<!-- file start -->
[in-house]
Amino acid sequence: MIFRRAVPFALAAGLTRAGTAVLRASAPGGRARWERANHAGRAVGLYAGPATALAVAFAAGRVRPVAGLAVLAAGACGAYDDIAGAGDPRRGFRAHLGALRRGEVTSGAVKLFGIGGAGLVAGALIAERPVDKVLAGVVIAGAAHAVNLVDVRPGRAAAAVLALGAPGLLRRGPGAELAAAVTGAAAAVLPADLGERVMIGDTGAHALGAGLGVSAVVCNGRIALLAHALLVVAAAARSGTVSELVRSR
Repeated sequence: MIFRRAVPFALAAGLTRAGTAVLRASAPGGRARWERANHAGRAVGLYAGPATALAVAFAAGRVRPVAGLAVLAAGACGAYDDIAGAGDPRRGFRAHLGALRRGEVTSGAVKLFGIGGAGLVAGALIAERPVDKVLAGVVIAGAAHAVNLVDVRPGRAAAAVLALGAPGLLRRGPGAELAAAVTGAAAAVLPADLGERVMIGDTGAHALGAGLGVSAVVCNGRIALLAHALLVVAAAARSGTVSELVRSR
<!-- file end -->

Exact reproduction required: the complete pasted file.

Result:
[in-house]
Amino acid sequence: MIFRRAVPFALAAGLTRAGTAVLRASAPGGRARWERANHAGRAVGLYAGPATALAVAFAAGRVRPVAGLAVLAAGACGAYDDIAGAGDPRRGFRAHLGALRRGEVTSGAVKLFGIGGAGLVAGALIAERPVDKVLAGVVIAGAAHAVNLVDVRPGRAAAAVLALGAPGLLRRGPGAELAAAVTGAAAAVLPADLGERVMIGDTGAHALGAGLGVSAVVCNGRIALLAHALLVVAAAARSGTVSELVRSR
Repeated sequence: MIFRRAVPFALAAGLTRAGTAVLRASAPGGRARWERANHAGRAVGLYAGPATALAVAFAAGRVRPVAGLAVLAAGACGAYDDIAGAGDPRRGFRAHLGALRRGEVTSGAVKLFGIGGAGLVAGALIAERPVDKVLAGVVIAGAAHAVNLVDVRPGRAAAAVLALGAPGLLRRGPGAELAAAVTGAAAAVLPADLGERVMIGDTGAHALGAGLGVSAVVCNGRIALLAHALLVVAAAARSGTVSELVRSR